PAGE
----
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DRAVET ENGAGE. Parent caregivers of children with Dravet Syndrome: Perspectives, needs, and opportunities for clinical research

Faculty Advisor




Dravet syndrome, caregiver perspectives, clinical trial, gene therapy, patient and caregiver engagement

Abstract (summary)

Dravet syndrome (DS) is an intractable developmental and epileptic encephalopathy significantly impacting affected children and their families. A novel, one-time, adeno-associated virus (AAV)-mediated gene regulation therapy was designed to treat the underlying cause of DS, potentially improving the full spectrum of DS manifestations. To ensure the first-in-human clinical trial addresses meaningful outcomes for patients and families, we examined their perspectives, priorities, goals, and desired outcomes in the design phase through a mixed methods approach (quantitative and qualitative). We conducted a non-identifiable parent caregiver survey, shared through a patient advocacy organization (n = 36 parents; children age 6 years). Parents were also engaged via three group discussions (n = 10; children age 2– 20 years) and optional follow-up in-depth individual interviews (n = 6). Qualitative data analysis followed an inductive interpretive process, and qualitative researchers conducted a thematic analysis with a narrative approach. Survey results revealed most children (94%) were diagnosed by age 1, with onset of seizures at mean age 6.2 months and other DS manifestations before 2 years. The most desired disease aspects to address with potential new disease-modifying therapies were severe seizures (ranked by 92% of caregivers) and communication issues (development, expressive, receptive; 72–83%). Qualitative results showed the need for trial outcomes that recognize the impact of DS on the whole family. Parents eventually hope for trials including children of all ages and were both excited about the potential positive impact of a one-time disease-modifying therapy and mindful of potential long-term implications. Participants reflected on the details and risks of a clinical trial design (e.g., sham procedures) and described the different factors that relate to their decision to participate in a trial. Their main aspirations were to stop neurodevelopmental stagnation, to reduce seizures, and to reduce the impact on their families’ wellbeing. To our knowledge, this is the first study within a patient-oriented research framework that specifically explored parents’ needs and perceptions regarding clinical trials of a potential disease-modifying therapy for children with a severe, developmental disease, such as DS.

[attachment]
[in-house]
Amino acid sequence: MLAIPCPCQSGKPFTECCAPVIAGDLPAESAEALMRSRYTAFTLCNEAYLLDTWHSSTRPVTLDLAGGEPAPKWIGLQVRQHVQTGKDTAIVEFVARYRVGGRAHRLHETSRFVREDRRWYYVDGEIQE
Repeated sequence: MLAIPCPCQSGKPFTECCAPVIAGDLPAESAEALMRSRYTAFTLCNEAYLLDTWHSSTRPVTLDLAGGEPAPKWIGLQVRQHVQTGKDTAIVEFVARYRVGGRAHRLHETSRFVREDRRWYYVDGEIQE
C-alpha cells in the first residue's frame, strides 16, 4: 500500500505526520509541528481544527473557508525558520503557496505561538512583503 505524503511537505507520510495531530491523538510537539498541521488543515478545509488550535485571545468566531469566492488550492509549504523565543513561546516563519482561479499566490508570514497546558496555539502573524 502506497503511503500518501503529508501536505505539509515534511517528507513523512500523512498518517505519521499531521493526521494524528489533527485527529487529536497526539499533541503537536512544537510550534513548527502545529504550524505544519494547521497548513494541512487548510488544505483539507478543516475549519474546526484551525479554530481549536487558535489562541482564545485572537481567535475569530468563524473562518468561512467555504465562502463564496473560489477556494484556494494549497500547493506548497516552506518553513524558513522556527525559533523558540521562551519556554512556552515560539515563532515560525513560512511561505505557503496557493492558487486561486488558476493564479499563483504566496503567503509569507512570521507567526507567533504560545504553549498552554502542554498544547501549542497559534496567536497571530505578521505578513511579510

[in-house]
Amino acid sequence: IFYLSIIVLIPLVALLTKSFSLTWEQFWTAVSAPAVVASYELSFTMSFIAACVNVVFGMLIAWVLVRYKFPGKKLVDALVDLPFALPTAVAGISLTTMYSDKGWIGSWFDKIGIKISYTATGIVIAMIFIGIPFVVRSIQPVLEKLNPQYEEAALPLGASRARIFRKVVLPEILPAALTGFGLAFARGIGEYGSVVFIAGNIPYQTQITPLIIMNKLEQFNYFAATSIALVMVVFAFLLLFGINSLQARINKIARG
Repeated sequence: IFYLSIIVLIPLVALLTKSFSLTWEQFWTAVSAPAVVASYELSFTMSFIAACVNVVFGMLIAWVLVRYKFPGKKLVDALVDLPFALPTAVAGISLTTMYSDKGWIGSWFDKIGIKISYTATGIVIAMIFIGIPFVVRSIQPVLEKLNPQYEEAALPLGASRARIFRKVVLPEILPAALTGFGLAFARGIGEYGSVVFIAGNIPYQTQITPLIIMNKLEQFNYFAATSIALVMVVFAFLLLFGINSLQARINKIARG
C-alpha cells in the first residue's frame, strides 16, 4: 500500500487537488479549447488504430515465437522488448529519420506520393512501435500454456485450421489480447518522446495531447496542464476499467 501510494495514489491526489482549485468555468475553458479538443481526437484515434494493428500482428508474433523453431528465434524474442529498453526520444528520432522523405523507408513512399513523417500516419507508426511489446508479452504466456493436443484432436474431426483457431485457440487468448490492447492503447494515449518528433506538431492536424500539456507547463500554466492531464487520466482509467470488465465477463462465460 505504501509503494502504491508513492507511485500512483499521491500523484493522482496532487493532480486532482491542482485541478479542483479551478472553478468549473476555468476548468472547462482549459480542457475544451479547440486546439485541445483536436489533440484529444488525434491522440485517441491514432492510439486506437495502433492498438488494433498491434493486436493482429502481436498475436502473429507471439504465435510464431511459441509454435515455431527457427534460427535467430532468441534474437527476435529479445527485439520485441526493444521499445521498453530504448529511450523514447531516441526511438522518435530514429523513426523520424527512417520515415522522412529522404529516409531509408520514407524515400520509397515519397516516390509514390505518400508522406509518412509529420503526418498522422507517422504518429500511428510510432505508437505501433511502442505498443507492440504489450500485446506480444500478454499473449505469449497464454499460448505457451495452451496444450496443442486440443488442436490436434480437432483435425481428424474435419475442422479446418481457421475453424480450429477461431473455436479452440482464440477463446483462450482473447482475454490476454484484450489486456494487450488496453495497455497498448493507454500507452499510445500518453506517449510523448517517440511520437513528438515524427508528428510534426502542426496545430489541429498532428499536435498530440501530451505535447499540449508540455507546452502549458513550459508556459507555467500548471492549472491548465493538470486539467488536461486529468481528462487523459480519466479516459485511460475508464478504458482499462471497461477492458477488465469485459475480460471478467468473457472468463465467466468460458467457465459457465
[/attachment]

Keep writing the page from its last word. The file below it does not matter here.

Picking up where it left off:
Publication Information

Juandó-Prats, C., James, E., Bilder, D., McNair, L., Kenneally, N., Helfer, J., Huang, N. Vila, M. C., Sullivan, J., Wirrell, E., and Rico, S. (2021). DRAVET ENGAGE. Parent caregivers of children with Dravet Syndrome: Perspectives, needs, and opportunities for clinical research. Epilepsy & Behavior, 22, 108198.


Item Type




Attribution-NonCommercial-NoDerivs (CC BY-NC-ND)